Effluent discharge CSA (%) LS-SVM (%) 
COD 94.09 94.07 
TSS 98.74 98.74 
BOD 98.46 98.41 
 Prediction method
 
Effluent discharge CSA (%) LS-SVM (%) 
COD 94.09 94.07 
TSS 98.74 98.74 
BOD 98.46 98.41 
The model's efficiency is calculated using the following formula: 
formula
1
where TN is the test result of true negative; FP is the test result of false positive; FN is the test result of false negative; TP is the test result of true positive.

Performance fitness function

The results recorded in Table 3 were tested for the goodness of fit. Since the LS-SVM approach was used as a baseline model, the developed CSA approach was tested statistically against the LS-SVM approach. The results showed that the TSS (Figure 1), COD (Figure 2) and BOD (Figure 3) had an R2-value of 1.000 which indicates the efficiency of the model's effluent real data and the simulated results. The mean absolute percentage error (MAPE) presented the results of 0.0109, 0.0511 and 0.0511 for TSS, COD and BOD effluent removals, respectively. Root mean square error (RSME) values of 0.2 for TSS, and 0.7483 for COD and BOD were obtained, respectively. These performance indexes proved that the CSA method was equally excellent as the LS-SVM method for the prediction purposes.

Figure 1

Test performance obtained from testing of TSS effluent between CSA and LS-SVM methods.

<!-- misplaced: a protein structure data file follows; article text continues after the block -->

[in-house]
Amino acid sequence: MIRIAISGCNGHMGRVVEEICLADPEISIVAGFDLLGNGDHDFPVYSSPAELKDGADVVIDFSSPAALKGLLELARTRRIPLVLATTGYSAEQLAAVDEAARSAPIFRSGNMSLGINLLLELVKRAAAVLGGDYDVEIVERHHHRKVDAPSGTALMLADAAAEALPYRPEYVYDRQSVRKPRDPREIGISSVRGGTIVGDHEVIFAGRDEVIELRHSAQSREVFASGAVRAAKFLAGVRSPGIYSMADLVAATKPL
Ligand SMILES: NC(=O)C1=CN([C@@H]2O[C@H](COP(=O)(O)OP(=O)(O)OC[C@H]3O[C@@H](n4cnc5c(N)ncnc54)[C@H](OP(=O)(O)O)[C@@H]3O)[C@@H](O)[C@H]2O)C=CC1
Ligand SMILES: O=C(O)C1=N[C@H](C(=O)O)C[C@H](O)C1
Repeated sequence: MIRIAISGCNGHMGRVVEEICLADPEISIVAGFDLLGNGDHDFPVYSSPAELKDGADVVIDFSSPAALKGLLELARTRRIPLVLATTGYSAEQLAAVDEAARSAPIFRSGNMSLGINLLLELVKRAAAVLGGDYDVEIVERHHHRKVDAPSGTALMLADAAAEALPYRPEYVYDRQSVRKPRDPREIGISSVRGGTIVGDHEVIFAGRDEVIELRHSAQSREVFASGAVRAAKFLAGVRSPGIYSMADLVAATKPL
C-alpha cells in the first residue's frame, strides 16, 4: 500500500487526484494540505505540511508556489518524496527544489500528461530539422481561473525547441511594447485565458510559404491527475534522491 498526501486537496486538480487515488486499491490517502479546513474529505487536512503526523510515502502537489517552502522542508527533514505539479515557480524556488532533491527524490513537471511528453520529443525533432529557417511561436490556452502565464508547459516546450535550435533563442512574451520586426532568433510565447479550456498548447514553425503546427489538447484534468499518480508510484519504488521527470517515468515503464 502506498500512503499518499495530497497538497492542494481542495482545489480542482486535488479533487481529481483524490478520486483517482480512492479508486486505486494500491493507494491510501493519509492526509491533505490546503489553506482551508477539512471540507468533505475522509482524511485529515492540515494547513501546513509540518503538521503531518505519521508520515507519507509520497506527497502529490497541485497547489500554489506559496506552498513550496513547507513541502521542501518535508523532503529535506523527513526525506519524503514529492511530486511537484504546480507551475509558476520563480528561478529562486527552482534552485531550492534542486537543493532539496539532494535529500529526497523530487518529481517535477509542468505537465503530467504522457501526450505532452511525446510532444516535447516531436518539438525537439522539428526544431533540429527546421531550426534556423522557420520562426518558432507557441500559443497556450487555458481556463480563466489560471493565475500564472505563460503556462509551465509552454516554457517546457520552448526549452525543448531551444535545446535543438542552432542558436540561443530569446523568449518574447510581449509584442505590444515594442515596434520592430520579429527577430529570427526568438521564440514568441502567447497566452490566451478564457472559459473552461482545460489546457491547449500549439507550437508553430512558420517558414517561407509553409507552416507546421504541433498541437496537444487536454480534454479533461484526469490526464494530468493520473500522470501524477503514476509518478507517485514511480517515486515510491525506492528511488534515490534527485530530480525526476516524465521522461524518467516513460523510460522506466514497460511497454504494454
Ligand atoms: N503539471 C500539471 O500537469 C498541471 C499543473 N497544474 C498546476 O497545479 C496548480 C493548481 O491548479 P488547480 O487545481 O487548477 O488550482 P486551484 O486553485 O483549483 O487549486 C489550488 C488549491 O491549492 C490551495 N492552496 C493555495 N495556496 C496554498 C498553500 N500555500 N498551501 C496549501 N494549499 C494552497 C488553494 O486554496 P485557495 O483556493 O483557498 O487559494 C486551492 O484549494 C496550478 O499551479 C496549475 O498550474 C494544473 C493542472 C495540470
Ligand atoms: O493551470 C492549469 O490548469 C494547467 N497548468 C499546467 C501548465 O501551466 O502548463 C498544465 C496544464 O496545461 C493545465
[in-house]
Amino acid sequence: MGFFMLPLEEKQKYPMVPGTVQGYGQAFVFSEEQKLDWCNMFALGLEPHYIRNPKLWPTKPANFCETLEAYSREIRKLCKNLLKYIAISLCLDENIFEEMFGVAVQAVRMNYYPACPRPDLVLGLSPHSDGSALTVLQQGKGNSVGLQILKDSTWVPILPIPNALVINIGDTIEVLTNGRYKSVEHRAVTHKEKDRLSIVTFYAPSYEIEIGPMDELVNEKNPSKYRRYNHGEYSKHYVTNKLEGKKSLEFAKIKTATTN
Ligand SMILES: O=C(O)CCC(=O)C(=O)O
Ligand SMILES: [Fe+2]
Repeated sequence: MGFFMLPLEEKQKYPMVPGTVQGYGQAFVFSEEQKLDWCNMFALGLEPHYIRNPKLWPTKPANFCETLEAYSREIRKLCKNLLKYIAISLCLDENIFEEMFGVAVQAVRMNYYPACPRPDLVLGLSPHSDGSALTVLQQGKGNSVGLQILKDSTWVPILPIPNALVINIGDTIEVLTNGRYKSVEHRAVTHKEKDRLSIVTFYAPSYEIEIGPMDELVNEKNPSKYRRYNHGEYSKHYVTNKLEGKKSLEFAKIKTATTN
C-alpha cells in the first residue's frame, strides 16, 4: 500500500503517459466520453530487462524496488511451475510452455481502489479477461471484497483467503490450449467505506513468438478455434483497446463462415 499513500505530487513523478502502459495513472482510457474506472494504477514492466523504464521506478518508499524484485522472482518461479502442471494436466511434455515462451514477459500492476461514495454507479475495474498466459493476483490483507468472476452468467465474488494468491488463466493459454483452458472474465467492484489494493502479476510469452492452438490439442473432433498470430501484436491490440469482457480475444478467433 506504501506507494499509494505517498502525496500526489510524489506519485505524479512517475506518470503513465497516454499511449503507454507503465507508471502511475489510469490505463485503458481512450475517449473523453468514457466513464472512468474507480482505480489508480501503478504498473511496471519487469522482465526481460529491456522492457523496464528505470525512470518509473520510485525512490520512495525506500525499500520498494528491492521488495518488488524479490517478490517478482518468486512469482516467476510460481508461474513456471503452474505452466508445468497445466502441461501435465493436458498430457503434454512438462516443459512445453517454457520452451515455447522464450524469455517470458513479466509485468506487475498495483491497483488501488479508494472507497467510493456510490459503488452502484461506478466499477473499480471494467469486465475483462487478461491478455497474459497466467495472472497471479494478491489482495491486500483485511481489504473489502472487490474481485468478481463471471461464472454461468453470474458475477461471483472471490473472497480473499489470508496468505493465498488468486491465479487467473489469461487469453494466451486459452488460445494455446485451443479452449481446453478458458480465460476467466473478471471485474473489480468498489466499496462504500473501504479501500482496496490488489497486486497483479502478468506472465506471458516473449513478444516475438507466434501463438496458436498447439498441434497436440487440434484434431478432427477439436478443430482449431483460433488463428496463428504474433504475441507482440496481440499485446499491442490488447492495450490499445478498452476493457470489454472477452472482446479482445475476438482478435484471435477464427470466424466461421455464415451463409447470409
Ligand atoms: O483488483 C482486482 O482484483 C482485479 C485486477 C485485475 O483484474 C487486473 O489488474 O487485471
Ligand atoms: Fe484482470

Figure 1

Test performance obtained from testing of TSS effluent between CSA and LS-SVM methods.

Figure 2

Test performance obtained from testing of COD effluent between CSA and LS-SVM methods.

Figure 2

Test performance obtained from testing of COD effluent between CSA and LS-SVM methods.

Figure 3

Test performance obtained from testing of BOD effluent between CSA and LS-SVM methods.

Figure 3

Test performance obtained from testing of BOD effluent between CSA and LS-SVM methods.

CONCLUSIONS

In this study, a new method of predicting the effluent removals of BOD, COD and TSS using a CSA method has been proposed. Furthermore, the data obtained from an actual full-scale SSTP were used to verify the validity of the proposed model. Based on the findings, the developed CSA-based SSTP model could be used to determine the performance of a treatment plant and the prediction of the effluent removals. As compared with the LS-SVM method, the CSA method is correspondingly more effective in the prediction of the effluent discharge from an SSTP.